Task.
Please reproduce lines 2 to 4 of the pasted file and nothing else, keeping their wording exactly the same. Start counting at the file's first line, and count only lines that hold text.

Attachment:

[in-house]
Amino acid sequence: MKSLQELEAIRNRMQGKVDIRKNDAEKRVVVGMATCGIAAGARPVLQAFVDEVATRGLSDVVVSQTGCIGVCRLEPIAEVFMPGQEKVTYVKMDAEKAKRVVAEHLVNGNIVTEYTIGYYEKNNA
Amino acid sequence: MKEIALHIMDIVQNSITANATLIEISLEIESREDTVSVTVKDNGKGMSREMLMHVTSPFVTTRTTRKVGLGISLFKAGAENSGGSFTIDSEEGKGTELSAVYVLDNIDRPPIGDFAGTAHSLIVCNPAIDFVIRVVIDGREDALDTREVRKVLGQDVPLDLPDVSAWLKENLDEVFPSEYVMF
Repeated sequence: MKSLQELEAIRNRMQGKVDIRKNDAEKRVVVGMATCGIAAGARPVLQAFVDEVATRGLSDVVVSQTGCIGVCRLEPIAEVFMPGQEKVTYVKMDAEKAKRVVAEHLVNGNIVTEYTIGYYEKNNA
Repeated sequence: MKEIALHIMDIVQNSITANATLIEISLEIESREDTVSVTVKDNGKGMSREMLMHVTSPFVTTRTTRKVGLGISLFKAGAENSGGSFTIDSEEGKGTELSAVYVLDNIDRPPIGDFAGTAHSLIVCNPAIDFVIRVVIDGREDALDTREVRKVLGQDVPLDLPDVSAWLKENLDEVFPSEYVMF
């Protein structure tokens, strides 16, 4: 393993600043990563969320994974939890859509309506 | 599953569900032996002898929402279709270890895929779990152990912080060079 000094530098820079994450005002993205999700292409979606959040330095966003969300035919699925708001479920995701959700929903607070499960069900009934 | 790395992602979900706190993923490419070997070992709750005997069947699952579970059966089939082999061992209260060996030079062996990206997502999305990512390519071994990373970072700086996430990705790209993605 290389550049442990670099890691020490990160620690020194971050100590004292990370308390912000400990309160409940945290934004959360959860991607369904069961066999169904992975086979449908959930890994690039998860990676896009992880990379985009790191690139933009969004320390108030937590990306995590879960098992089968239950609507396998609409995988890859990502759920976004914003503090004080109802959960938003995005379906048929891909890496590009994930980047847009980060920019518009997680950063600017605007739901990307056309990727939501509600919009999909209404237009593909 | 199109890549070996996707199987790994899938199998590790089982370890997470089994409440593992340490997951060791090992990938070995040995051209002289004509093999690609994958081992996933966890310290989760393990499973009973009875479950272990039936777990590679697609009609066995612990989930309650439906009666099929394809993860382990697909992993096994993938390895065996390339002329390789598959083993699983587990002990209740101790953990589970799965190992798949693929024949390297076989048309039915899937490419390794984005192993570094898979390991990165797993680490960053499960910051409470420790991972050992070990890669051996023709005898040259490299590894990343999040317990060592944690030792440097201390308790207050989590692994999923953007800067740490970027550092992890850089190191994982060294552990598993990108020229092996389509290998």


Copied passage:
Amino acid sequence: MKSLQELEAIRNRMQGKVDIRKNDAEKRVVVGMATCGIAAGARPVLQAFVDEVATRGLSDVVVSQTGCIGVCRLEPIAEVFMPGQEKVTYVKMDAEKAKRVVAEHLVNGNIVTEYTIGYYEKNNA
Amino acid sequence: MKEIALHIMDIVQNSITANATLIEISLEIESREDTVSVTVKDNGKGMSREMLMHVTSPFVTTRTTRKVGLGISLFKAGAENSGGSFTIDSEEGKGTELSAVYVLDNIDRPPIGDFAGTAHSLIVCNPAIDFVIRVVIDGREDALDTREVRKVLGQDVPLDLPDVSAWLKENLDEVFPSEYVMF
Repeated sequence: MKSLQELEAIRNRMQGKVDIRKNDAEKRVVVGMATCGIAAGARPVLQAFVDEVATRGLSDVVVSQTGCIGVCRLEPIAEVFMPGQEKVTYVKMDAEKAKRVVAEHLVNGNIVTEYTIGYYEKNNA